MONTERREY, Mexico -- Hirving Lozano arrived at the Mexico City airport in the early hours of Monday morning with his hood covering his forehead, his sleeping daughter wrapped around his neck and a tired look on his face. With cameras focusing in on the 23-year-old, fans asking for selfies and reporters interrogating him, Lozano paused to make sure his wife had her ride sorted before descending into a car to take him to Mexico's training camp.
It wasn't the snapshot of your average footballer turning up to national team camp, but then Lozano isn't turning out to be your average player.
Winger Lozano has only just experienced his initial taste of Champions League soccer with PSV Eindhoven over recent weeks, but coming into his first games for Mexico since starring at the World Cup, "Chucky" is now the bona fide star of the Mexican national team, even if he doesn't act like one.
It feels almost symbolic that there is no Javier Hernandez, no Guillermo Ochoa and no Giovani dos Santos for games against Costa Rica on Thursday in Estadio Universitario and next Tuesday in Queretaro. All three have been the reference points of El Tri at different points in their careers, but the baton has been passed on in the post-World Cup and post-Juan Carlos Osorio era. And Lozano is carrying it.
The buzz around Lozano isn't about seeing him in Eredivisie best XIs seemingly every week, or the seven goals in eight games so far this season. It revolves around the incremental improvements in his game since moving to the Netherlands in mid-2017. The winger has shown better awareness of teammates around him of late, is more patient than he was in picking the right moment to impact games and has improved defensively. There's even tentative evidence that his one big defect -- his petulance on the field -- is improving, too: he's only received three yellow cards, and zero reds, in 13 games for PSV this season.
And off the field, all indications suggest Lozano is a family man not easily distracted by the trappings of his newfound fame.
The result of all that is the question that entices and teases Mexico fans: Just what is Lozano's ceiling?
Hans Westerhof, a Dutch coach and former player, was a key figure in setting up the Pachuca academy that Lozano came through and uses a phrase to judge a player's development: the challenge has to match the skill. In other words, if the challenge for a player is too great, the player becomes disillusioned; and if the challenge isn't enough, development is stunted.
Lozano is reaching the point now where he is outgrowing the challenge at PSV, especially in the Eredivisie. Surely the recent Champions League clashes against Internazionale and Barcelona have whet his appetite for more regular games against the elite and the player himself has also admitted interest from Barca.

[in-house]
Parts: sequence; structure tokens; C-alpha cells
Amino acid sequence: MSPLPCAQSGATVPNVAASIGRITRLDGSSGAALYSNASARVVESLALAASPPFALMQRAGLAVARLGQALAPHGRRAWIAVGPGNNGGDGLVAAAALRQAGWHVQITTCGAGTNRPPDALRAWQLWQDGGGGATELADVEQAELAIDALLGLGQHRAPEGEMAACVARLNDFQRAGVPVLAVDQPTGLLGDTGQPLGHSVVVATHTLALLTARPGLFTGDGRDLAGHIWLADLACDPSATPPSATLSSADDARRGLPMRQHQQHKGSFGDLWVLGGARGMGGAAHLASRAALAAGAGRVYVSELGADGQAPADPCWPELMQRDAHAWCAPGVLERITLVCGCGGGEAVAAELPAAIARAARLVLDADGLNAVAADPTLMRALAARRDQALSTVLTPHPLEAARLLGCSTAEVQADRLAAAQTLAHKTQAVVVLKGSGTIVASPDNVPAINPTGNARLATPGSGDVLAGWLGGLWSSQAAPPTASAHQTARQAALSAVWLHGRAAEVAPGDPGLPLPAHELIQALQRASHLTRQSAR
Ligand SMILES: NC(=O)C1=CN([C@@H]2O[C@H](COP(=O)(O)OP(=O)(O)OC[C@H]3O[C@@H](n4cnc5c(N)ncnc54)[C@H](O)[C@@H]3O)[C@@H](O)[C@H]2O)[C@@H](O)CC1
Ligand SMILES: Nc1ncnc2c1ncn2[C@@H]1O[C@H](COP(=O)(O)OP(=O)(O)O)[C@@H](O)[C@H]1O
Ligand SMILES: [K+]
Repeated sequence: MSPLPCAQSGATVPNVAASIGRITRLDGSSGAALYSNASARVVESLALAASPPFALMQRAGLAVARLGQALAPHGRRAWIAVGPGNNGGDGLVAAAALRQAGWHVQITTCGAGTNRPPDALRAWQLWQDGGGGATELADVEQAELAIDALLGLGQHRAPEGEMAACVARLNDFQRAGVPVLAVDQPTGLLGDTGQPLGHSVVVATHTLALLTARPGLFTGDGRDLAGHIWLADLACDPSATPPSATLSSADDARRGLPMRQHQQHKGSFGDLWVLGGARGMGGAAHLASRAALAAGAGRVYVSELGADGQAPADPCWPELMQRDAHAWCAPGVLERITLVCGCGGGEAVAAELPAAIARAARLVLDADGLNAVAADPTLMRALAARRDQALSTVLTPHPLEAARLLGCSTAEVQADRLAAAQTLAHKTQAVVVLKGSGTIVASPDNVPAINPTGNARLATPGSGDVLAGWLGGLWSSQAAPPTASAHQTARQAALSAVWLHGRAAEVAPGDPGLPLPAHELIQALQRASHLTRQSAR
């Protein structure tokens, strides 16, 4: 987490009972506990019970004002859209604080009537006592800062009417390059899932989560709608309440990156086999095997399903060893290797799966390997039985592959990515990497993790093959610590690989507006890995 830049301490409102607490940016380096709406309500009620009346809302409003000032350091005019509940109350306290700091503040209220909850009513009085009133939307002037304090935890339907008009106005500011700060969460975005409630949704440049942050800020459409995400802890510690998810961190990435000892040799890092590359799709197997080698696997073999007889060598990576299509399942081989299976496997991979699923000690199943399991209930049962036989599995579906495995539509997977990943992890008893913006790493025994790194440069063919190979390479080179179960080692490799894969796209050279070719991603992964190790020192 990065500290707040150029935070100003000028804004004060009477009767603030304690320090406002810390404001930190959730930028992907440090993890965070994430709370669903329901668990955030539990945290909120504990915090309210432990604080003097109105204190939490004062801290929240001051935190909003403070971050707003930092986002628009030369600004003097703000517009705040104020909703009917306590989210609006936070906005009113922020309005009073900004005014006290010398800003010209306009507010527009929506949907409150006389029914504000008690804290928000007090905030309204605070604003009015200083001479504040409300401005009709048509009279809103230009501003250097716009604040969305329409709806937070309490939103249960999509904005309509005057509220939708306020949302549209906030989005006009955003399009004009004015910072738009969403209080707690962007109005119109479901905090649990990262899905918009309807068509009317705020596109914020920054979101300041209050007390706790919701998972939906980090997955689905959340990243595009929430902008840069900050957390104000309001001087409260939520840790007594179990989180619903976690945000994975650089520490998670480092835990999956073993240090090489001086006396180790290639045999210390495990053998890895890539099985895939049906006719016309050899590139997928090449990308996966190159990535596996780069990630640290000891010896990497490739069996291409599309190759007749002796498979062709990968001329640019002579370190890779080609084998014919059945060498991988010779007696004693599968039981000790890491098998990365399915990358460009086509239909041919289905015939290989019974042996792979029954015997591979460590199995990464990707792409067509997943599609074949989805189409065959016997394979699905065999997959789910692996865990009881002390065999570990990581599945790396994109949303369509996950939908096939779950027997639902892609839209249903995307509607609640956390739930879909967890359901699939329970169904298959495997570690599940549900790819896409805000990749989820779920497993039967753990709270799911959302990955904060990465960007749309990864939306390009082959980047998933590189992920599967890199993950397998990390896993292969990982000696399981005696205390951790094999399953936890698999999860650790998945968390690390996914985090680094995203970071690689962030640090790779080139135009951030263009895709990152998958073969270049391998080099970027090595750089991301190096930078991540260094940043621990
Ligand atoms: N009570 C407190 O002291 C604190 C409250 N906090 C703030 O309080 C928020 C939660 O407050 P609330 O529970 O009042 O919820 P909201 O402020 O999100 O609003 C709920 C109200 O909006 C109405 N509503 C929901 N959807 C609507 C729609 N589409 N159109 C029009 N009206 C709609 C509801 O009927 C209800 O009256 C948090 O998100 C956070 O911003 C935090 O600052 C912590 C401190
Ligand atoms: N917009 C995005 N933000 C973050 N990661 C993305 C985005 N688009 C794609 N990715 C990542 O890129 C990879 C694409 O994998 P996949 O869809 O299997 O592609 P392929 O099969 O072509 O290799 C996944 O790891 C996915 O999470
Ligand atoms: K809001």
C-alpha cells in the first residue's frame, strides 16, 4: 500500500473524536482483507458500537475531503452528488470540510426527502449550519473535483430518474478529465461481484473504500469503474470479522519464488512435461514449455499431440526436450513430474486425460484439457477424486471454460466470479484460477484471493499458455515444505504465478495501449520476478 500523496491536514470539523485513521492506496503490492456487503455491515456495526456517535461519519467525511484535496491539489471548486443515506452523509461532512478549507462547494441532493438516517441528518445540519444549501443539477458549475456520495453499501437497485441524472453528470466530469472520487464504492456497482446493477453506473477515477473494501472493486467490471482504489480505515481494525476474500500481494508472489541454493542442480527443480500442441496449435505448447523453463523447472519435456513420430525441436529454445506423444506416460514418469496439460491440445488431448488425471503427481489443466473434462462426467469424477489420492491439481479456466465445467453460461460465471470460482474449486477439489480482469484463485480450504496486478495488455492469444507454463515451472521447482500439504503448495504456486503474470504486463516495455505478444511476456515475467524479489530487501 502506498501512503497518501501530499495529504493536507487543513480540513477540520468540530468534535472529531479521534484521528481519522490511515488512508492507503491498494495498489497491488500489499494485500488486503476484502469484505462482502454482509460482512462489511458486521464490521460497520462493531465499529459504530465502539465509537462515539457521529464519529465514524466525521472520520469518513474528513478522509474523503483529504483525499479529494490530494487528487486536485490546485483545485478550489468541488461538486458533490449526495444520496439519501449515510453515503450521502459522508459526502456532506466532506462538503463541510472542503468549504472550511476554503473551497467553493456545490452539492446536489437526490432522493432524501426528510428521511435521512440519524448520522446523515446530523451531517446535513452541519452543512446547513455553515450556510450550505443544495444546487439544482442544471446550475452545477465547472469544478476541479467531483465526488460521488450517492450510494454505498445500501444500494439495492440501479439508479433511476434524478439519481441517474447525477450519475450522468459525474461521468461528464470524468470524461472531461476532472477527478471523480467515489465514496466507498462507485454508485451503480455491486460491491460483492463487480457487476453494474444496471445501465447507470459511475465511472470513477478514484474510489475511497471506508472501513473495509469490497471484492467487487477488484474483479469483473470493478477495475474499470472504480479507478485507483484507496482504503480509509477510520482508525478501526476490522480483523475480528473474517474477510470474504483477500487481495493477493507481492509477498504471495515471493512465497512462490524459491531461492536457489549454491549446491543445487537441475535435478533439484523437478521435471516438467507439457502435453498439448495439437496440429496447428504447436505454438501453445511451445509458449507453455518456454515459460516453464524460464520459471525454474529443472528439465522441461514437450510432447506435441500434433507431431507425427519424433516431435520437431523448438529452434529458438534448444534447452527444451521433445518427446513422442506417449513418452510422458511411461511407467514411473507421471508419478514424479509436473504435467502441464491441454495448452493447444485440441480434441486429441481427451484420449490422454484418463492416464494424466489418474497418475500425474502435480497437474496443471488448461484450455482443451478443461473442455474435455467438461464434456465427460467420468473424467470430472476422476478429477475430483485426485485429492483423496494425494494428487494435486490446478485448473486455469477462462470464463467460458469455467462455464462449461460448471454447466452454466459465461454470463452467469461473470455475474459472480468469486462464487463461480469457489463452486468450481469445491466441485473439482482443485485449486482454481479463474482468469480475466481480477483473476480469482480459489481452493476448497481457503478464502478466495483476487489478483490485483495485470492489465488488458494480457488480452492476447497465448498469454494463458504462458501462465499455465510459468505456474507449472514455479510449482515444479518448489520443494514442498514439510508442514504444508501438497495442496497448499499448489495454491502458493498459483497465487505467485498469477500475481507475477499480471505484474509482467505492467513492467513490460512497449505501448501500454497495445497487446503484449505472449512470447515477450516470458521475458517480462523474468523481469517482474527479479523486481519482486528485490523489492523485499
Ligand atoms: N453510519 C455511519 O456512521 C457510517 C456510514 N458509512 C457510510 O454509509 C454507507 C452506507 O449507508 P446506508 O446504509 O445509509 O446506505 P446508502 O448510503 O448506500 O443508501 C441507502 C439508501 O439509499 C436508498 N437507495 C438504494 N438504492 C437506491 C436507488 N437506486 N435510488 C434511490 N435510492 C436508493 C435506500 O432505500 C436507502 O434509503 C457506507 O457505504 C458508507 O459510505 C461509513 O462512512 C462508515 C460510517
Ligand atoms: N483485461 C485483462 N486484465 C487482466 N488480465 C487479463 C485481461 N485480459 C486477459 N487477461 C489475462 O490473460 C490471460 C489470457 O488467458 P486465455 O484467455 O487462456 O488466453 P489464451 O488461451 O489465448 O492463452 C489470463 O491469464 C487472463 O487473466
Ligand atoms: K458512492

It feels almost natural that Lozano will be on the move at some point in the next 12 months, but his rise and future fate also offers a shining example to the this generation of Mexico players, many of whom were given opportunities in September friendlies or are in this current squad.
The main talking surrounding the Mexican national team right at present is who will become the next head coach, with Atlanta United's Gerardo Martino the most prominent rumor. But equally or even more important will be how many of this generation of players can follow Lozano's trajectory and go from being a Liga MX starlet to establishing themselves in Europe and pushing for a move into the elite.
At present, no Mexican player features for any of the world's top teams, making Lozano's path feel even more important for the upcoming World Cup cycle.
The young group of Gerardo Arteaga, Erick Aguirre, Jesus Angulo, Edson Alvarez, Roberto Alvarado, Jonathan Gonzalez, Gibran Lajud, Raul Gudino and Victor Guzman -- plus Diego Lainez, Orbelin Pineda and others -- will all be looking up at Lozano's example, but will have to make their own decisions.
And it isn't easy. Within this current Mexico squad there are examples of how that path to the top leagues can be truncated, especially by players staying in Mexico too long or not moving abroad at all.
Jesus Gallardo had already signed for Monterrey from Pumas ahead of his fine World Cup; Isaac Brizuela has played for Atlas, Toluca and Chivas; Jurgen Damm went from Estudiantes Tecos to Pachuca to Tigres and Luis "Chaka" Rodriguez from Chiapas to Tigres.
Among the ones that made it to Europe, Diego Reyes has struggled and is now in Turkey; Raul Gudino is back at Chivas from Porto; Raul Jimenez is only now establishing himself as a regular starter, aged 27, at Wolverhampton; Marco Fabian has spent a lot of his time at Eintracht Frankfurt injured, while Jesus "Tecatito" Corona hasn't started a single game for Porto in the league this season.
Not every player can expect to do what Lozano has done and will likely to continue to do, but this meet up is a good opportunity for the younger Liga MX-based group of players to get a close-up look at a player who is currently the example to follow.